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Chapter: Aquaculture Principles and Practices: Eels

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Harvesting and marketing of Eels

Eel culture as practised in most areas involves partial harvesting and stocking at regular intervals.

Harvesting and marketing

 

Eel culture as practised in most areas involves partial harvesting and stocking at regular intervals. For thinning of stocks or capture of marketable eels, a scoop net is generally used in the feeding area, where the fish congregate at the usual feeding time. The day before harvesting feeding is stopped, so that on the day of harvesting the eels readily gather at the feeding spot. During fishing, fresh water is let in toavoid a reduction in oxygen levels. At times when eels fail to assemble in large numbers due to poor water conditions, a seine net with a fine-meshed bag at the centre is used. The seine is dragged from the deeper part of the pond towards the inlet, and finally the catch is removed by small dip nets. Seining is repeated two or three times and this helps to aerate the pond. Often fresh water is added to the pond through a hose, or a water mill is operated to replenish oxygen. This type of harvesting is performed in Japan in the summer months.

 

Complete harvesting in winter months is carried out by draining the ponds. Draining is done on warm and windless days. If the draining is done in the morning, most of the eels will not burrow into the bottom soil and will swim out with the water flow. A few eels buried in the mud can be stirred out using a T-shaped wooden scraper. If many eels still remain, the ponds are partially refilled and drained again during the night, when the eels will swim out with the drained water. After all the eels are caught, the pond bottom is treated with lime and stirred several times before being allowed to dry.

 

Sorting the catches is done soon after harvest. Smaller ones (below about 120 g weight) are generally used for further rearing if caught in summer or, if caught in winter, are kept for overwintering and rearing during the following year. Larger sizes are sorted according to the size preferred in the markets (fig. 19.5). European markets prefer larger fish, above 250 g, but eels of this size are generally not eaten in Japan and so are exported to Europe. Eels of 120–150 g and 160–250 g are the preferred sizes in Japan, but the size preference varies according to the region. Taiwanese producers reserve these size groups for the Japanese market.

 

Before shipment of live eels, they are starved for a few days and kept confined in a limited space. This is meant to reduce the accumulation of fat and destroy any off-flavour they may have acquired. Besides this, the eels become conditioned to the lower levels of oxygen required for safe shipment. The starvation period ensures more sanitary conditions in the containers in which the eels are transported.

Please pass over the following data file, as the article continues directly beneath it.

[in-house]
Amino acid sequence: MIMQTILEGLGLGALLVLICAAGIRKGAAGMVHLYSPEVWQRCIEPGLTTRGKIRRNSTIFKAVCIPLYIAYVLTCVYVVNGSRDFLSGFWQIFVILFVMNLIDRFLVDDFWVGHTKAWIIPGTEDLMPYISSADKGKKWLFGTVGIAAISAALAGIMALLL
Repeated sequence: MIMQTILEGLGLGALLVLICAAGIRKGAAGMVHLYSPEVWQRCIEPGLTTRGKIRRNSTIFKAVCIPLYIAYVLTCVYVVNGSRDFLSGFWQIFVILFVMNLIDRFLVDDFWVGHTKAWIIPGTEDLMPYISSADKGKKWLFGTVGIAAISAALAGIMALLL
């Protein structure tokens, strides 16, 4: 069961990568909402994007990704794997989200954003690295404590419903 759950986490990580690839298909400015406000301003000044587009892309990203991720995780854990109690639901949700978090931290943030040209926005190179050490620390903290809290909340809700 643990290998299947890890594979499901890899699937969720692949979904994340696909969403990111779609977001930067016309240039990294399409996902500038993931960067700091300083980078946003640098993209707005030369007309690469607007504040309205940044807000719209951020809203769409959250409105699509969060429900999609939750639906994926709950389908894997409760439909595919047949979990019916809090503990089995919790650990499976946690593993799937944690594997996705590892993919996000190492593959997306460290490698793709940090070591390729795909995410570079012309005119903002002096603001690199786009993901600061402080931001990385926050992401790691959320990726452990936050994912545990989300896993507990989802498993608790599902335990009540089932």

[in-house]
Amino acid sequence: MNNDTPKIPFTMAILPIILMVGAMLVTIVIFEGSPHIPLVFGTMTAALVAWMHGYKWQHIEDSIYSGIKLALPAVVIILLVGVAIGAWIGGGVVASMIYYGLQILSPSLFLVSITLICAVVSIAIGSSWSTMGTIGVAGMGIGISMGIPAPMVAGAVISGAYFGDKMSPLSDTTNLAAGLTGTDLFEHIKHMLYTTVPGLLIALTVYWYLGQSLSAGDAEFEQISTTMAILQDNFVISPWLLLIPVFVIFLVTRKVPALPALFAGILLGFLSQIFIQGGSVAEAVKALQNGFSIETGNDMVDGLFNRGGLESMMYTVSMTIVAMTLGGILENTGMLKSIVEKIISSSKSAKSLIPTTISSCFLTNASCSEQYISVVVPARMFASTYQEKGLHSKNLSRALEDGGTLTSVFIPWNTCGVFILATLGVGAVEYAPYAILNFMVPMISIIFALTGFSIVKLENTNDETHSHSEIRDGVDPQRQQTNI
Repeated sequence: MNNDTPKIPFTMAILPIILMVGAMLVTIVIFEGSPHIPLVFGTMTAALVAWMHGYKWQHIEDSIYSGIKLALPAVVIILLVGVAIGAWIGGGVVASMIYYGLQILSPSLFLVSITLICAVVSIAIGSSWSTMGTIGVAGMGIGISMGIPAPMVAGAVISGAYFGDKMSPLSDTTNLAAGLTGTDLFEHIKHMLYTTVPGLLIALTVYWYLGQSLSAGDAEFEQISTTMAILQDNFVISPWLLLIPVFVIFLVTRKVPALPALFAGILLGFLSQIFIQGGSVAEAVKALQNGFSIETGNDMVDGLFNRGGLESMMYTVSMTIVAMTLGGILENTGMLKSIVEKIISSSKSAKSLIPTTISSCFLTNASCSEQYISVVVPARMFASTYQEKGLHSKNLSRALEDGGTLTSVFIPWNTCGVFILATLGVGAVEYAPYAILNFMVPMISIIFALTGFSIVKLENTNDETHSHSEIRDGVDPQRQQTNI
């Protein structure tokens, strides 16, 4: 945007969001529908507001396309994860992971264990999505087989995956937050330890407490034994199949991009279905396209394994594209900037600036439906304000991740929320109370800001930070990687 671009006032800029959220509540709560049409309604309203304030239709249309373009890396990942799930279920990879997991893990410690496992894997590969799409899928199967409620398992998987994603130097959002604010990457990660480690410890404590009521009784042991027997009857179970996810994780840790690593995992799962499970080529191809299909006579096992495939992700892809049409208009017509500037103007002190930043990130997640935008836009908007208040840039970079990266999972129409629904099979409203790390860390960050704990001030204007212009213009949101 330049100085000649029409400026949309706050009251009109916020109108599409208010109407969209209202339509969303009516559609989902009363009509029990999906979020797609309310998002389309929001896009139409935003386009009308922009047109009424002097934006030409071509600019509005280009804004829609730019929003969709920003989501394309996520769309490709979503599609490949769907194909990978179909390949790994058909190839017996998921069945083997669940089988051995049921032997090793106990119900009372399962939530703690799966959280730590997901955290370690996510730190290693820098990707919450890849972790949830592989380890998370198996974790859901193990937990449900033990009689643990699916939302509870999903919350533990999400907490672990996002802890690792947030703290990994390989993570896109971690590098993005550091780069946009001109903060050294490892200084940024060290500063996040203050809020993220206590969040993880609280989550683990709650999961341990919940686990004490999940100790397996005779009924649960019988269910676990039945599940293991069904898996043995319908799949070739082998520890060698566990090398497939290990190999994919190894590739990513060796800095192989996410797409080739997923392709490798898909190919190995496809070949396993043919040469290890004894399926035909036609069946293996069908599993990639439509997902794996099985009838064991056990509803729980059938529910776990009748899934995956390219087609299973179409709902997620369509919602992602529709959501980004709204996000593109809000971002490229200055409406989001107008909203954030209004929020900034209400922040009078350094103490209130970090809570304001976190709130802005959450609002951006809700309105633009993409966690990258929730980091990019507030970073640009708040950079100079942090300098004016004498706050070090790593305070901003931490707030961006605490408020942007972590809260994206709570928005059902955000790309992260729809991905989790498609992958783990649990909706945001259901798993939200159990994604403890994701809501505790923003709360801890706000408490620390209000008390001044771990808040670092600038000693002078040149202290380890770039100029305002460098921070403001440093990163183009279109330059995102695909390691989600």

The most common method of conditioning used now is to stack up a number of baskets containing about 3 kg eels each and provide a shower of water from above the stack for three to four days. Elvers for transport are also acclimatized in the same manner, but the containers are made of fine-mesh screens and can hold a higher weight of about 5 kg in each container. The conditioning of elvers lasts only for half to one day.

 

Eels are shipped to markets alive in ordinary vinyl bags, each containing about 10 kg with about 1 kg ice, for short journeys. For longer journeys by train or truck, the eels can be packed in double-polythene boxes filled with ice and oxygen. Aerated tanker lorries are also used for the transport of live eels taking up to one week. Many of these lorries can carry 15 tons of live eels in about 15 tons of water, with continuous aeration by a compressor. If the water is changed every four days, they can be transported this way for up to two weeks.

 

Dead eels are generally quick-frozen and glazed for transport. Eels are frozen either whole or after gutting and cleaning, in blocks in a plate-freezer or in an air-blast. Storing is done at -20°C. Each eel or block of frozen eels is glazed to prevent oxidation, which causes rancidity in eels with a high fat content. The glazed eels or blocks are wrapped in polyethylene and sealed. At -20°C, frozen eels can be kept in good condition for about six months.

 

There are speciality markets for smoked eels in many countries. Eels are generally hot-smoked after gutting, cleaning and brining for about 10 minutes. First they are smoked in smoking kilns for about an hour at 35°C, then for about half an hour at 50°C and finally for one hour at 73°C. This gradual increase in temperature is to enable uniform drying. The smoked product is allowed to cool before packing, to prevent the formation of moulds. Since the eels are cooked during the smoking process, they are ready to eat and the shelf life is about three to four days. The smoked eels can also be canned in vegetable oils, processed at a temperature of about 102°C.


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